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The heritage building is currently lit up in red in honour of Dyslexia Awareness Month. Photo: Rhyanna Melanson/Fulcrum
Reading Time: 3 minutes

City lighting up in red heritage building portion of Ottawa City Hall from Oct. 12 to 17  

In Canada, it is estimated one in ten kids have dyslexia. Dyslexia is a learning difficulty impacting literacy development, sequencing ability, mathematics, and different aspects of memory to varying degrees. 

First declared by the United States in 1985, October has been observed as Dyslexia Awareness Month. It has since been established worldwide with Oct. 8 marked as Dyslexia Awareness Day.  

In recognition of Dyslexia Awareness Month, buildings and monuments across Canada are being lit up red as part of Dyslexia Canada’s Mark It Read campaign. The campaign was launched four years ago with the support of IG Wealth Management. Its aim: to build further awareness about dyslexia and what can be done to address it.

Dyslexia Canada encourages Canadians to visit the lit-up buildings and monuments and share a photo using #MarkItRead2021 on Facebook, Twitter, and Instagram. 

The Mark it Read campaign is centered on the traditional red ink pen used to correct work in school. The teacher’s red pen is used as a representation of the lack of awareness and support in educational settings for those with dyslexia. Many schools are not accessible because they lack the accommodations and services which are needed by dyslexics for success in school and later in life.

For the second time, Ottawa is participating in the campaign by lighting up the Heritage Building, a portion of Ottawa City Hall, from Oct. 12 to 17. The Heritage Building is the former Ottawa Teachers College which was the second institution of its kind to be established in Ontario after Toronto. The college educated Ontario teachers until 1974.

Presently, almost every American state and Commonwealth country have some form of legislation and/or procedures regarding the early identification of risk for dyslexia. However, Ontario and the other provinces still lack such regulation. 

Further muddying the conversation around dyslexia is that the educational system does not use the term ‘dyslexia’. Dyslexia, executive functioning (ADHD), dyscalculia (math disability), etc. are all lumped together under the Ministry of Education’s umbrella category of “learning disability”. This ‘collective’ term remains in place even though the initial recognition of dyslexia occurred nearly 150 years ago. 

Natalie Gallimore, the research lead for the volunteer-run advocacy group Decoding Dyslexia Ontario, explained the necessary changes the education system must make to ensure that all children — including those with dyslexia — are taught to read.

“[The public education system] must start by screening all children for dyslexia risk in Kindergarten and changing its curriculum to teach reading earlier. Additionally, intervention should begin before Grade 2 to close skill gaps as soon as possible.”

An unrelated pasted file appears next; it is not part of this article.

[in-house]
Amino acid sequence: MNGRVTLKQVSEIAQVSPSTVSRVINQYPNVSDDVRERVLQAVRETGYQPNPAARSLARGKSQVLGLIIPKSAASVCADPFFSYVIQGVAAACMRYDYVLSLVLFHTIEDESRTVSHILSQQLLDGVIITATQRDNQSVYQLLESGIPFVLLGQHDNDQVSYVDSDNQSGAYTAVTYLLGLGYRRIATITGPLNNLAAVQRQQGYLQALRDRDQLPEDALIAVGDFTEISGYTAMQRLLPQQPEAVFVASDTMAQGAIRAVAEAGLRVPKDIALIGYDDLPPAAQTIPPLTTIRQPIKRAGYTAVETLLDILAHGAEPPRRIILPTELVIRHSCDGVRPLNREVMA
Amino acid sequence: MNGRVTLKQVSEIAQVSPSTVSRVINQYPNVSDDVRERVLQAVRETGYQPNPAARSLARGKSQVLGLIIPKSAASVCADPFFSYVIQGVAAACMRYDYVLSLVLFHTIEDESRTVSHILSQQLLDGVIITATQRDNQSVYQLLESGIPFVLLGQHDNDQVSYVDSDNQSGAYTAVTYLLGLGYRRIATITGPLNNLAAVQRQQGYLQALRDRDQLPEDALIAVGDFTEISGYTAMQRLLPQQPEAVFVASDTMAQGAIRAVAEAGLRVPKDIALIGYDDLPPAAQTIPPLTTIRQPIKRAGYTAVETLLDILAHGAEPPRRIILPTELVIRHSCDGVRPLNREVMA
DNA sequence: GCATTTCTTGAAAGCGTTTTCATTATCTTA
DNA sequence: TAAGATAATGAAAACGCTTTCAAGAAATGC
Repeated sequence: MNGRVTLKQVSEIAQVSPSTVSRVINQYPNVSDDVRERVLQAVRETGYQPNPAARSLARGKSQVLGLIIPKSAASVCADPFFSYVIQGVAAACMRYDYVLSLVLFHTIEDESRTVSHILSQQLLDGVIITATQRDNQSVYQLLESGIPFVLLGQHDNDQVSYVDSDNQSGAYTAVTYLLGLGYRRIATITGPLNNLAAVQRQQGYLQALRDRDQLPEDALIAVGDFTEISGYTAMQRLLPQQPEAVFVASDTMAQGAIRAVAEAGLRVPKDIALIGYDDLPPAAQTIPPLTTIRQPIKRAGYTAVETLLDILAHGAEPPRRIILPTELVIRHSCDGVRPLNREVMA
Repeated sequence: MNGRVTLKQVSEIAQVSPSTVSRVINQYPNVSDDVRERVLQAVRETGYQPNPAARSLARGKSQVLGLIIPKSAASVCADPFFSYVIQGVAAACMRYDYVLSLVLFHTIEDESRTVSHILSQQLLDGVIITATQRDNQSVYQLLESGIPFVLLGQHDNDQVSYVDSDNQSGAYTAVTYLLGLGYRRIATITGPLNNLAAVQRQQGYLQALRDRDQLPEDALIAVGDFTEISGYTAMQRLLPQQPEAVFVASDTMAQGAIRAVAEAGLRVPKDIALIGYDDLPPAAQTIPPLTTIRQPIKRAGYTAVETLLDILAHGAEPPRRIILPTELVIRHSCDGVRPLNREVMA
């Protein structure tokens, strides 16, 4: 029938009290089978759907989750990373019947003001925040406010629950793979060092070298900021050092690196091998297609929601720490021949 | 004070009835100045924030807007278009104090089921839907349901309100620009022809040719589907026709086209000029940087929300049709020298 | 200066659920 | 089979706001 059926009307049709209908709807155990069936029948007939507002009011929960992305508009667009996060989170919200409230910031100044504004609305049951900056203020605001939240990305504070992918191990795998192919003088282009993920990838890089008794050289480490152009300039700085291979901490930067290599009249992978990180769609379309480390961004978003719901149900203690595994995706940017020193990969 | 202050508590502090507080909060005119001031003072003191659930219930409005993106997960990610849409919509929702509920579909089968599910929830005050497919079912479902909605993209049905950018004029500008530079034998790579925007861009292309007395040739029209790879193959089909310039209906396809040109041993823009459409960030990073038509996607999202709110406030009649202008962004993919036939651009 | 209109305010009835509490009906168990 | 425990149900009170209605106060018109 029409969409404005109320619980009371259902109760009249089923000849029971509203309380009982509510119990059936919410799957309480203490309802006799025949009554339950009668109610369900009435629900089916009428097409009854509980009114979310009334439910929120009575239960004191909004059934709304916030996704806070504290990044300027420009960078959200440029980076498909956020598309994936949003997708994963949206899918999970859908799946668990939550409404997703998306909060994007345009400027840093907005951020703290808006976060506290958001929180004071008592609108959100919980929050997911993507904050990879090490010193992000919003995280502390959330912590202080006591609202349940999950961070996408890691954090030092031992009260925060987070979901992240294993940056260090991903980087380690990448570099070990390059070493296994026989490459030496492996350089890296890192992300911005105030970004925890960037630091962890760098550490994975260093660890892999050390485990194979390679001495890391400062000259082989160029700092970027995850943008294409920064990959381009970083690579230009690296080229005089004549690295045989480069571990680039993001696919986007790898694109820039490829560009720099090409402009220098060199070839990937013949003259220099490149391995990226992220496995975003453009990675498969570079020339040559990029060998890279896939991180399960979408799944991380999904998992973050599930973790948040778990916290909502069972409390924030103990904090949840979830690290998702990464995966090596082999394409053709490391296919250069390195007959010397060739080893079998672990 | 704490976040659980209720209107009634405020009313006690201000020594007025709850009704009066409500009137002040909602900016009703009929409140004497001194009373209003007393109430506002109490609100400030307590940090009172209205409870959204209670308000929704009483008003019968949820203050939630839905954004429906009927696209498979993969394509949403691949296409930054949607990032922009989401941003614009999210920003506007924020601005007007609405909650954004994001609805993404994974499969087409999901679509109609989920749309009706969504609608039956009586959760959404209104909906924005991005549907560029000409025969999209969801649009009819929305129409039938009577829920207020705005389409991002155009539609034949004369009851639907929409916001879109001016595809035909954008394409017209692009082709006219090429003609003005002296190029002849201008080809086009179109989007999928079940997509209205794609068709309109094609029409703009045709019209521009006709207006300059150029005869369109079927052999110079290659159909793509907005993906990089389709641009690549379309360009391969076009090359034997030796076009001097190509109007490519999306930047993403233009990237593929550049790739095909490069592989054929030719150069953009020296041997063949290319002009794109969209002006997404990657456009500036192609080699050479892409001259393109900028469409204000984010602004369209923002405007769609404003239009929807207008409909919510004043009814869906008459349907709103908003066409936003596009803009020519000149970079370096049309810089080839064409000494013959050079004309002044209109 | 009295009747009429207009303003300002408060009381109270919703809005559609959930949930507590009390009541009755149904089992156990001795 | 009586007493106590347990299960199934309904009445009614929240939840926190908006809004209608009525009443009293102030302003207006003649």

Christine Staley, executive director of Dyslexia Canada, stated over 75 per cent of children who do not master reading by grade 3 will continue to struggle with reading.

“Assistive technology is useful and necessary, but it does not replace the requirement to teach all children to read. These changes will allow for classroom reading instruction to become more accessible to the at-risk students while also benefiting all students in the classroom,” Gallimore continued.

Keith Gray, Founder of Dyslexia Canada, noted that with proper early identification, instruction and support, the impacts of the disability will be minimized. “[Children with dyslexia] can face stigma and shame, making school far more challenging. It has been linked to increased dropout rates, depression, abuse, incarceration and the entrenchment of illiteracy among Canadian adults.”

In 2017, Decoding Dyslexia Ontario approached the Ontario Human Rights Commission with growing concern over the divergences between the Ontario educational policy and global research. 

In response, the Commission launched its Right to Read’ Inquiry in October 2019. This inquiry investigated whether Ontario’s current educational policy forms a systemic barrier to the reading disabled within Ontario’s public education system. Following a delay, the Commission’s Right to Read Inquiry Report will be released in February 2022.

For now, many Ontario students still suffer. Students continue not to be screened for dyslexia and go undiagnosed by psychologists as the school board waitlist for assessment is numerous years.

“For parents and students with dyslexia, the only options to get help are to either wait years for school assessments and hope that educators have the resources to provide support or pay tens of thousands of dollars in private assessments and tutors,” explained Staley.

COVID-19 has worsened matters with traditionally vulnerable students fairing worse throughout the pandemic. Many of these students are falling even further behind than their peers.

In a statement released by Dyslexia Canada on Oct. 5, 2021, they spoke how the ongoing educational disruptions caused by COVID-19 “have exacerbated the problem to a crisis point for those most vulnerable, including children with dyslexia.”

Unfortunately, this means that many students will never reach their full potential; with far too many facing harms directly tied to their dyslexia: anxiety, depression, addiction, unemployment, incarceration, and even suicide.